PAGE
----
You are currently browsing the monthly archive for April 2015.
I am sure that most of you are aware of the existence of a pelisse which may have been the property of Jane Austen and is now in the care of the Hampshire Museums Service.
This rather beautiful article of clothing, with its very appropriate decoration for Jane Austen of oak leaves, has recently been the subject of intensive study by Hilary Davidson of the University of Southampton. She has written an article about it, entitled Reconstructing Jane Austen’s Silk Pelisse, 1812-14. This is the first ever intensive study of the coat, and I would love to be able to read it. Here is her summary of what the article has to say:
This article explores the physical qualities and historical contexts of the silk pelisse coat dated c. 1812–1814 associated with Jane Austen (1775–1817) through family provenance and now held by Hampshire County Museum Services and Archives. The author took an exact pattern of the pelisse (included), then made replica garments. The association with Jane Austen is considered using evidence from Austen’s letters about her tastes in colours, length of fabrics needed for clothing, and ownership of a silk pelisse. The silk’s oak-leaf pattern is interpreted as a British patriotic motif, especially during the period of Napoleonic conflicts. Questions and insights arising from the process of reproduction are discussed, and the pelisse is compared to other surviving garments, and to contemporary fashionable images. As evidence suggests the pelisse probably did belong to Austen, her physical characteristics that can be gleaned from the garment are compared with information about Austen’s appearance.
Sounds fascinating, doesn’t it? It truly does. No doubt, dear reader, you would like to read it too…..but…as it is an academic article, unless you have access to it via an expensive subscription, ( £24 for a 24 hour pass) this won’t be possible. But…a light now shines for us at the end of the tunnel for, in a rather inspired move, Hilary Davidson is trying to raise the necessary funds( £500 or $800 US) to allow the article to be made freely accessible to all.
The author has to pay the sum of £550 to the publishers for the article to be made available via open access online. So she is trying to raise the relatively modest sum via her crowdfunding page which you can access here
A donation of just £2 / $2.95 will give you a PDF copy of the article the day it is published, sent directly to your inbox. If you would like to contribute more, a £10 / $15 donation will also get you an exclusive 15x15cm / 4×4 inch sample of the reproduction pelisse fabric being made by specialist firm Whitchurch Silk Mill, which I wrote about here. Do note that the silk has no fixed production date as yet so will take a little longer to arrive.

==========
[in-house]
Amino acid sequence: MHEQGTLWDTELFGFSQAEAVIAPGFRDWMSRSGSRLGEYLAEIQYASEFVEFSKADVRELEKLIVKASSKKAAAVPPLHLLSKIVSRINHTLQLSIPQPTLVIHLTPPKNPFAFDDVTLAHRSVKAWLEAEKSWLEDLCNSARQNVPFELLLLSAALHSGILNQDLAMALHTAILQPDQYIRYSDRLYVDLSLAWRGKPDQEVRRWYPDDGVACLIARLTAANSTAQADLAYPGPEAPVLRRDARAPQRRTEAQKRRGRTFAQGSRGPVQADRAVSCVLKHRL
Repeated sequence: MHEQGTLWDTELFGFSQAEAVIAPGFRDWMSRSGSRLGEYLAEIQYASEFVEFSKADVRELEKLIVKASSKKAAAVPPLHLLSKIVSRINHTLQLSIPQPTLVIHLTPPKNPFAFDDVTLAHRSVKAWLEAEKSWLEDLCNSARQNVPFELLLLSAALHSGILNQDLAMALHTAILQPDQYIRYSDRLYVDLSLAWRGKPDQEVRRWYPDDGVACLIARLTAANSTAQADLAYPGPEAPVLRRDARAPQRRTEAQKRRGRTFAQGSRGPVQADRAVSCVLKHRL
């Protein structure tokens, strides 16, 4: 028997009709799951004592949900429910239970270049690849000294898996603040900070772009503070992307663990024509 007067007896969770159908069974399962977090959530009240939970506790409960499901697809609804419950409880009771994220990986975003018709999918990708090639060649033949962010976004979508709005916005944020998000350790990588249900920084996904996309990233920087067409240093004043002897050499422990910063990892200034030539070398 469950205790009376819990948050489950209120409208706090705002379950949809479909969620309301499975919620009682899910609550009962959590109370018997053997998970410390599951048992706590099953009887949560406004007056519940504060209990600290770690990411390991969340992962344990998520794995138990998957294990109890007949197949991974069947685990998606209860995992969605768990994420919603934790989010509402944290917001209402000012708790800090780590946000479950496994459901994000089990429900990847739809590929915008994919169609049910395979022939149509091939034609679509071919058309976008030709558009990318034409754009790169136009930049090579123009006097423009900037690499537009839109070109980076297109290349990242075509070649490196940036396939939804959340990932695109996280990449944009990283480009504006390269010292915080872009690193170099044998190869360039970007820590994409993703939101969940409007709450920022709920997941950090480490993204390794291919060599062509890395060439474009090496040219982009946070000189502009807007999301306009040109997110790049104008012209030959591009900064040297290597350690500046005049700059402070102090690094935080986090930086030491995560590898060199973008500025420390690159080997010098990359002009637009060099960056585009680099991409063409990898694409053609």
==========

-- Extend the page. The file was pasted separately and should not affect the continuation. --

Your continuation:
As I write £181 of the total £550 has been pledged, and there are 53 days left to raise the remainder. Please can I ask you to contribute to this cause, for by pledging a very modest amount of money the article could be available to all, a wonderful notion I am sure you will all agree.
I’ve pledged, and I hope the total is raised for a successful outcome to this request. I will keep you all up to date, I promise. ;)
Hello! Long time no see, hear or indeed anything. I thought you might be interested in this….
Janet Clarke of the Jane Austen Society has contacted me so that I can let you know of Worthing’s very exciting WOW (World of Words) exhibition which will take place between the 23rd May and the 7th June this year.
As you know Jane Austen stayed at the seaside town of Worthing, Sussex in 1805 and Janet Clarke has undertaken extensive research on her stay there. The WOW Festival includes lots of special events celebrating her stay there. The exhibition website relates:
A major new exhibition celebrating the link between novelist Jane Austen and Worthing is to take place next month.
The exhibition, in association with Community First and the Heritage Lottery Fund (HLF), runs from 23 May to 7 June and, among many activities, will give visitors the opportunity to experience the town as the author herself would have, atop a horse drawn carriage.
Jane Austen stayed in Worthing in 1805 and is said to have based many parts of her unfinished last novel Sandition on the town.
Exciting activities in the exhibition will include a free family day with arts and crafts, children’s tours, a Georgian trio of musicians, a Regency dance display and an Indian-themed special screening of Bride & Prejudice; the Bollywood version of the Austen classic. The screening will include Indian food.
For those who prefer to keep their feet firmly on the ground, two guided walks will take place; one in the centre of town and the other in Broadwater, both areas closely linked with Austen.
The exhibition will run from 23 May – 7 June at the Chatsworth Hotel, Steyne Gardens Worthing, West Sussex BN11 3DU and is open daily from 10am – 3pm.
Writers and Artists note: the organizing committee is looking out for an Artist and Writer in Residence….anyone interested is advised to contact Melody on email@example.com by the 24th April. For more details of the exhibition please go here.
It all sounds fascinating, and I hope Janet will furnish us with some pictures of the exhibition, which would be lovely.